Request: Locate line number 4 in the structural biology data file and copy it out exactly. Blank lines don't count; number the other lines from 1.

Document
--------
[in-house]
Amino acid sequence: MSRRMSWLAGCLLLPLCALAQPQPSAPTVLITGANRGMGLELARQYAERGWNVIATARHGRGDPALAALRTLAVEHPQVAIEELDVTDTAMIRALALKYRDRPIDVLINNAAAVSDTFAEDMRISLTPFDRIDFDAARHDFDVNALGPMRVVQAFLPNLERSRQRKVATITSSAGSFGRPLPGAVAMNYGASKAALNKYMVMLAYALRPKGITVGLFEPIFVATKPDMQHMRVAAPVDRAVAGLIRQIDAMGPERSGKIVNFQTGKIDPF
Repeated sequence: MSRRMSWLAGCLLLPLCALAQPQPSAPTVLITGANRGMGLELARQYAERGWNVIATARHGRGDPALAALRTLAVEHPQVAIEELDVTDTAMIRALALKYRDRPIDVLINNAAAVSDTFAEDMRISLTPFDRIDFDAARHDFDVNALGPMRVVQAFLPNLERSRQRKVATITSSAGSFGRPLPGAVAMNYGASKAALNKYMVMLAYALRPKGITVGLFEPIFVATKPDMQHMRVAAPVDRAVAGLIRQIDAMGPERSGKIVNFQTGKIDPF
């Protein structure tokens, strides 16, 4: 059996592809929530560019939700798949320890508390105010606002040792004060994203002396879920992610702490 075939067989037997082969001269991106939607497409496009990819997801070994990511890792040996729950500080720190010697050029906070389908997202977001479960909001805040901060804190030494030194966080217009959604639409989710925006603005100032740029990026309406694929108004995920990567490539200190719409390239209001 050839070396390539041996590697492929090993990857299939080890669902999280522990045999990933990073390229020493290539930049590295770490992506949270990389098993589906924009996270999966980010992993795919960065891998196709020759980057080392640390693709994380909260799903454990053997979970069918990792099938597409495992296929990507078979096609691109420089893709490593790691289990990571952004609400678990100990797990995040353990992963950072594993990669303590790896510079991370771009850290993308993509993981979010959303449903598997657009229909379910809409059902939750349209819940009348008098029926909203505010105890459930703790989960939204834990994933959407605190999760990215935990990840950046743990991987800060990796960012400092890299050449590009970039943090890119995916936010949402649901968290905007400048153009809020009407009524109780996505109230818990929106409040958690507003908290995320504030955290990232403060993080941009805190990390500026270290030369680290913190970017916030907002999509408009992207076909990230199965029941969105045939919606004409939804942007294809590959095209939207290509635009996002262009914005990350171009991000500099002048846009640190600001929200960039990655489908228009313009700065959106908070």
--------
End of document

């Protein structure tokens, strides 16, 4: 059996592809929530560019939700798949320890508390105010606002040792004060994203002396879920992610702490 075939067989037997082969001269991106939607497409496009990819997801070994990511890792040996729950500080720190010697050029906070389908997202977001479960909001805040901060804190030494030194966080217009959604639409989710925006603005100032740029990026309406694929108004995920990567490539200190719409390239209001 050839070396390539041996590697492929090993990857299939080890669902999280522990045999990933990073390229020493290539930049590295770490992506949270990389098993589906924009996270999966980010992993795919960065891998196709020759980057080392640390693709994380909260799903454990053997979970069918990792099938597409495992296929990507078979096609691109420089893709490593790691289990990571952004609400678990100990797990995040353990992963950072594993990669303590790896510079991370771009850290993308993509993981979010959303449903598997657009229909379910809409059902939750349209819940009348008098029926909203505010105890459930703790989960939204834990994933959407605190999760990215935990990840950046743990991987800060990796960012400092890299050449590009970039943090890119995916936010949402649901968290905007400048153009809020009407009524109780996505109230818990929106409040958690507003908290995320504030955290990232403060993080941009805190990390500026270290030369680290913190970017916030907002999509408009992207076909990230199965029941969105045939919606004409939804942007294809590959095209939207290509635009996002262009914005990350171009991000500099002048846009640190600001929200960039990655489908228009313009700065959106908070």